The Council's housing development proposal is the largest outside London, and will result in the building of 70,000 houses, and 62 Gypsy and Travellers pitches across Leeds over the next 15 years. Labour Councillor Gruen said in the Yorkshire Post," that this number of houses was required to meet the needs of the City's changing population". It is part of the Core Strategy and detailed in the Site Allocation plans approved by Labour. He actually means the burgeoning increase in population resulting from unfettered immigration under the last

Labour government, and its continuation under subsequent weak, and ineffective successor governments.

When faced with considerable proof that their figures are wrong, and have been based on incorrect projections, the council refuse to budge. The real need will actually be around 50,000 houses. Bad enough you might say, but with his usual aplomb, Councillor Gruen says he would rather be on the high side just in case.

2,224 houses are planned for the Ardsley and Robin Hood Ward. Already short of primary school places and medical centres, residents will pay dearly for the proposed 25% increase in housing stock and population.

At least the need for a new primary school has been recognised in the plans. Pity no actual date is stated for the new build and the funding will be dependent on contributions from builders as their plans are approved. Here's hoping. No provision for any secondary school places are identified.

Building on such a scale can only have detrimental effects on already heavily congested main roads.



Last year we distributed two UKIP Leeds leaflets (Council Watch 1 & 2) in which we described several ways Leeds City Council needlessly squander our money.

One example was on the unrealistic Site Allocation Plan in which LCC  proposed building 70,000 houses. The figure (seemingly plucked out of thin air) is well in excess of the governments calculations and threatens our much cherished green-belt as well as over-burdening our local services and amenities.  The Council had many opportunities to reconsider the target but instead ploughed on regardless totally ignoring residents’ concerns. According to the Yorkshire Evening Post the lead member for planning described the consultation with residents as “procedural nonsense”. So much for local democracy and consultation processes!

The government released their own assessment of housing needs for Local Authorities across England and for Leeds they calculated that 42,000 new houses need to be built (up to 2028) – less than two thirds of the Council’s target of 70,000.

We shall be watching with interest as will many local protest groups and  equally important - VOTERS.


COUNCIL WATCH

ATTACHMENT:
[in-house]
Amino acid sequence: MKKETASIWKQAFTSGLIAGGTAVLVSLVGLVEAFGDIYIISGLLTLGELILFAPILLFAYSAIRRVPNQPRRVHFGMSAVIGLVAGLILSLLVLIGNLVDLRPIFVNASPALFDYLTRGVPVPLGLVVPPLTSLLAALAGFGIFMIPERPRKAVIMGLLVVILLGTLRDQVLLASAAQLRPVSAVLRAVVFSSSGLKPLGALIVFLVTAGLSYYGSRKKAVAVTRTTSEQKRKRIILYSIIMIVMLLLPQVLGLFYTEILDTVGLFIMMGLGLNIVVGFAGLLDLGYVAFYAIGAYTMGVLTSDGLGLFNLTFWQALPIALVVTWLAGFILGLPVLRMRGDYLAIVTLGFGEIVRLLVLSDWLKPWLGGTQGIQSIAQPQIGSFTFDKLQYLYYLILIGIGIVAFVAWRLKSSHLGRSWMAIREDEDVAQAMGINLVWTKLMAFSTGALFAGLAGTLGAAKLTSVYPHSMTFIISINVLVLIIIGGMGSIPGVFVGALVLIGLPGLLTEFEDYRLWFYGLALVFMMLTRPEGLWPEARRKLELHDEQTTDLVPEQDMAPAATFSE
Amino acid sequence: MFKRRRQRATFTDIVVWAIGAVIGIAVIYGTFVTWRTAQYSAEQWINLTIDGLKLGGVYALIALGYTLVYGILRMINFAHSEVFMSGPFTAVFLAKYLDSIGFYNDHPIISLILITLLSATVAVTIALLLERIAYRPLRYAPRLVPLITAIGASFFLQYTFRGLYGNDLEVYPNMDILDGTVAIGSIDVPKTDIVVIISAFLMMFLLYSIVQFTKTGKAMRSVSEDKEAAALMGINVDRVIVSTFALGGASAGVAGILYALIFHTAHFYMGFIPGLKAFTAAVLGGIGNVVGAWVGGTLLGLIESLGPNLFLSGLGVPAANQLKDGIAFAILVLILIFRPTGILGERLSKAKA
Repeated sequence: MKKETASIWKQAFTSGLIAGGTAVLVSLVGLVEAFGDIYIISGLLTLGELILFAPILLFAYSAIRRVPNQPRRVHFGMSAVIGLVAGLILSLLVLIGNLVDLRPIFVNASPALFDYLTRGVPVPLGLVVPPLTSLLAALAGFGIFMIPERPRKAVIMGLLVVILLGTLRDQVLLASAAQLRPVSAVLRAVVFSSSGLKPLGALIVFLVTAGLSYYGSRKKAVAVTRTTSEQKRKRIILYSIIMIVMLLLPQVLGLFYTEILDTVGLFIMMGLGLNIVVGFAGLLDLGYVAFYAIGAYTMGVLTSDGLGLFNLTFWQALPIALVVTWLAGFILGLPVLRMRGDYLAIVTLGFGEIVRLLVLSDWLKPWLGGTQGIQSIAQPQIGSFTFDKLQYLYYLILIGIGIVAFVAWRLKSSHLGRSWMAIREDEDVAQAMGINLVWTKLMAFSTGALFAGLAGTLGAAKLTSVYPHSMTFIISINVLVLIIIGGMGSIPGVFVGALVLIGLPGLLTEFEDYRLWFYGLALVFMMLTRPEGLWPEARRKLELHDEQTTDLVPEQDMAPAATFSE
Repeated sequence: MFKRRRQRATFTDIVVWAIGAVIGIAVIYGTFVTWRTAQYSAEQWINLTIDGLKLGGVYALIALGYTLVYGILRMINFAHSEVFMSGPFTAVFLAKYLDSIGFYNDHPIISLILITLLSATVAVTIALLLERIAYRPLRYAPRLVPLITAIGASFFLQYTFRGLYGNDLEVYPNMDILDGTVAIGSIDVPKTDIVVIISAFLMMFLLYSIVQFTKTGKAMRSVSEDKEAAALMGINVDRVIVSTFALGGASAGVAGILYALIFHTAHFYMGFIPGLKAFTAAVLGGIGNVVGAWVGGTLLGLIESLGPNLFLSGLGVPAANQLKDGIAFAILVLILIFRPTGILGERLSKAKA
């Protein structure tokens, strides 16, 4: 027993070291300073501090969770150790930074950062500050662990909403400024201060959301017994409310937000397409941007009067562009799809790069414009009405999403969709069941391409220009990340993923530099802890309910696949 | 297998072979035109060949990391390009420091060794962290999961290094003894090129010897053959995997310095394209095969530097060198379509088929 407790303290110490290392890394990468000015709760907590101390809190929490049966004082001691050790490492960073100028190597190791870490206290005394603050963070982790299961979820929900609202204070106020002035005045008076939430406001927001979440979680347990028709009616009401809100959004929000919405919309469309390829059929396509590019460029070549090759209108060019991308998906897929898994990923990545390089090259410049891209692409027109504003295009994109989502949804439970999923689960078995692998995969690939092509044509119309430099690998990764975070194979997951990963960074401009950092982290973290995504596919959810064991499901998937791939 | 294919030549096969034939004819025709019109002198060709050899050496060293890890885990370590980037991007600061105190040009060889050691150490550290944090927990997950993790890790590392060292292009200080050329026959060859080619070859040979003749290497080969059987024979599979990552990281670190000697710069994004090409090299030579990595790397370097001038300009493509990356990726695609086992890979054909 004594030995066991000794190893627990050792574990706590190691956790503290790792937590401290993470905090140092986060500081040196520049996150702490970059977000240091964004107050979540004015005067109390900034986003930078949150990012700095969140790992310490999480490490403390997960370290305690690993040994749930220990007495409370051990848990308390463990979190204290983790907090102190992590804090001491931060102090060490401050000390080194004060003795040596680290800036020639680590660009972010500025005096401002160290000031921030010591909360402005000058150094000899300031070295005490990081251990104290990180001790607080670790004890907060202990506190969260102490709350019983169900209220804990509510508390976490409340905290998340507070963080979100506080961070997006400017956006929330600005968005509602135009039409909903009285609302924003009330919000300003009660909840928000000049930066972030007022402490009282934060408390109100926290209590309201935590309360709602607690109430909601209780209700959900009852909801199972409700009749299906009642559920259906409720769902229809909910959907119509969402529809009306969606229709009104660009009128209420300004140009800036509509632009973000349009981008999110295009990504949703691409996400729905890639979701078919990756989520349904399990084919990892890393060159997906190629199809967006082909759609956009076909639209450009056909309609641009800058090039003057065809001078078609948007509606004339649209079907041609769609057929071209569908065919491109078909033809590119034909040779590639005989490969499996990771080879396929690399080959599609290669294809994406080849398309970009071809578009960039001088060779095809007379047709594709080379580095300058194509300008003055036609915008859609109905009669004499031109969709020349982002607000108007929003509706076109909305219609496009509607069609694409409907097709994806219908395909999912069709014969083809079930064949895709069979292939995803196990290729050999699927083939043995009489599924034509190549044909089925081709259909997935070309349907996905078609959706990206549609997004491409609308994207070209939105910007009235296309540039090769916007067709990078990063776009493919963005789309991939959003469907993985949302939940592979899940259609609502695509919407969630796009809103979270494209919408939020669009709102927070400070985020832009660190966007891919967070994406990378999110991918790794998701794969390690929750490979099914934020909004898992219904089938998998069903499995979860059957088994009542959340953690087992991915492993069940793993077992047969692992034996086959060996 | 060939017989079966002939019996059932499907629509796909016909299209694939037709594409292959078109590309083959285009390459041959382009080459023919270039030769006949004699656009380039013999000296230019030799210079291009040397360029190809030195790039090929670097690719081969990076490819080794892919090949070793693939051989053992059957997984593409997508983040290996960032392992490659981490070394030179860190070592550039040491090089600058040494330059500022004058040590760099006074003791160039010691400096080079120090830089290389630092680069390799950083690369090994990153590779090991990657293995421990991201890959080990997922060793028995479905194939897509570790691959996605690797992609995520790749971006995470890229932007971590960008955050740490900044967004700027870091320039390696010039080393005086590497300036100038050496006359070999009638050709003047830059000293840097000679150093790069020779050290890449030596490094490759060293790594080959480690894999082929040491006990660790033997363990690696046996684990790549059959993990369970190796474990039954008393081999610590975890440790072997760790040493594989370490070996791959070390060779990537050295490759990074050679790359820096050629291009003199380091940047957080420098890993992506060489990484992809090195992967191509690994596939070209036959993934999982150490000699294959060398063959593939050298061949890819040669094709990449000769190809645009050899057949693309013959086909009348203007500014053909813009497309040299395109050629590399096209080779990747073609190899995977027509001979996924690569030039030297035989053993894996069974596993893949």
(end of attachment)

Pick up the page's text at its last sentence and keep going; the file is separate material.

We take a look at how Leeds City Council squanders our money.

Council Watch 2 THE PARLINGTON DEBACLE

What your UKIP Councillors will work to achieve:


Environment, Planning

and Housing:

Reduce the pressure on housing by ending open door immigration.

Oppose the bedroom tax, but provide incentives to re-use empty homes. Protect our green spaces by directing new housing and business developments to brown field sites. Stop preferential treatment to special groups such as travellers - rules should apply equally to us all. UKIP will protect food security and farming.

Local People and

Veterans first:

UKIP will ensure that local people and veterans are prioritised first for social housing

Education:

Improve access to quality local education and create more grammar schools and technical skills colleges, encourage vocational apprenticeships, give parents the right to choose where their children go to school, protect rural schools and support home schooling.


Democracy:

Introduce binding local planning referendums on major decisions, such as out-of-town or large scale supermarket developments, wind turbines, incinerators, solar farms, major housing developments and transport schemes like HS2. UKIP will introduce where possible the committee-based system of local government as we feel it's far more democratic.

Economy and Enterprise:

Reduce tax and business costs to stimulate the local economy. Make it easier for smaller and local businesses to tender for local authority contracts.

Public Health & Social Care:

Put local communities at the heart of health care. Oppose health tourism and cuts to front-line doctors, surgeons, dentists and nurses, but reduce the number of managers and executives. UKIP also support dementia care, mental health etc. UKIP also supports better funding of services to the lost vulnerable in our community especially dementia care, mental health care and disability support.